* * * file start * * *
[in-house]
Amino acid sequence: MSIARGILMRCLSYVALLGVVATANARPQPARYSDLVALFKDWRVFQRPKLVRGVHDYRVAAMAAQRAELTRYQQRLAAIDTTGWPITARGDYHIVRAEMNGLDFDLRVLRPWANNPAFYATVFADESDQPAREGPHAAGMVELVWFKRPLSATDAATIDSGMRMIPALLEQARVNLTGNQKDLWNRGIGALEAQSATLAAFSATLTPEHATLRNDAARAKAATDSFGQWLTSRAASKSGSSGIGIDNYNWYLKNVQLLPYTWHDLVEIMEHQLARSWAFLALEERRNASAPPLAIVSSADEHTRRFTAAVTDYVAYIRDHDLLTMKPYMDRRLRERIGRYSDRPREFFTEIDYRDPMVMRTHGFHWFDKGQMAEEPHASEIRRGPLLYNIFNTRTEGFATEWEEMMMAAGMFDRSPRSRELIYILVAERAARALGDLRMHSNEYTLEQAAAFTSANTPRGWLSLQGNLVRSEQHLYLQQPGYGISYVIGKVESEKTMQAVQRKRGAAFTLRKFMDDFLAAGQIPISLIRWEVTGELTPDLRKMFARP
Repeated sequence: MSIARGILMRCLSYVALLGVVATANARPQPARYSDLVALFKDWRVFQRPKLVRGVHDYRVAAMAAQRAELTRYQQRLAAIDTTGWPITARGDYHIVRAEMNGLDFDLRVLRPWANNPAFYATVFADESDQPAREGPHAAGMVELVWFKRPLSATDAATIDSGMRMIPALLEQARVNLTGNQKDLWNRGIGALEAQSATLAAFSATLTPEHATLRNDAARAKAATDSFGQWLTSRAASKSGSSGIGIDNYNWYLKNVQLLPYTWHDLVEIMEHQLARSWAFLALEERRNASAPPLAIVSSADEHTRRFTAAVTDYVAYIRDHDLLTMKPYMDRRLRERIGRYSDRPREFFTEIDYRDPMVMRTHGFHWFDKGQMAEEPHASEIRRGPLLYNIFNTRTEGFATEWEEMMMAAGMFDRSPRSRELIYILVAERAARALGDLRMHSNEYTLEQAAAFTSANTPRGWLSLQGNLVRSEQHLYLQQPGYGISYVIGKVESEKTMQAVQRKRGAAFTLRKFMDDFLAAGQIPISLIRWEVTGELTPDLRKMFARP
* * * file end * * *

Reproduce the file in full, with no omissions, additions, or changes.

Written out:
[in-house]
Amino acid sequence: MSIARGILMRCLSYVALLGVVATANARPQPARYSDLVALFKDWRVFQRPKLVRGVHDYRVAAMAAQRAELTRYQQRLAAIDTTGWPITARGDYHIVRAEMNGLDFDLRVLRPWANNPAFYATVFADESDQPAREGPHAAGMVELVWFKRPLSATDAATIDSGMRMIPALLEQARVNLTGNQKDLWNRGIGALEAQSATLAAFSATLTPEHATLRNDAARAKAATDSFGQWLTSRAASKSGSSGIGIDNYNWYLKNVQLLPYTWHDLVEIMEHQLARSWAFLALEERRNASAPPLAIVSSADEHTRRFTAAVTDYVAYIRDHDLLTMKPYMDRRLRERIGRYSDRPREFFTEIDYRDPMVMRTHGFHWFDKGQMAEEPHASEIRRGPLLYNIFNTRTEGFATEWEEMMMAAGMFDRSPRSRELIYILVAERAARALGDLRMHSNEYTLEQAAAFTSANTPRGWLSLQGNLVRSEQHLYLQQPGYGISYVIGKVESEKTMQAVQRKRGAAFTLRKFMDDFLAAGQIPISLIRWEVTGELTPDLRKMFARP
Repeated sequence: MSIARGILMRCLSYVALLGVVATANARPQPARYSDLVALFKDWRVFQRPKLVRGVHDYRVAAMAAQRAELTRYQQRLAAIDTTGWPITARGDYHIVRAEMNGLDFDLRVLRPWANNPAFYATVFADESDQPAREGPHAAGMVELVWFKRPLSATDAATIDSGMRMIPALLEQARVNLTGNQKDLWNRGIGALEAQSATLAAFSATLTPEHATLRNDAARAKAATDSFGQWLTSRAASKSGSSGIGIDNYNWYLKNVQLLPYTWHDLVEIMEHQLARSWAFLALEERRNASAPPLAIVSSADEHTRRFTAAVTDYVAYIRDHDLLTMKPYMDRRLRERIGRYSDRPREFFTEIDYRDPMVMRTHGFHWFDKGQMAEEPHASEIRRGPLLYNIFNTRTEGFATEWEEMMMAAGMFDRSPRSRELIYILVAERAARALGDLRMHSNEYTLEQAAAFTSANTPRGWLSLQGNLVRSEQHLYLQQPGYGISYVIGKVESEKTMQAVQRKRGAAFTLRKFMDDFLAAGQIPISLIRWEVTGELTPDLRKMFARP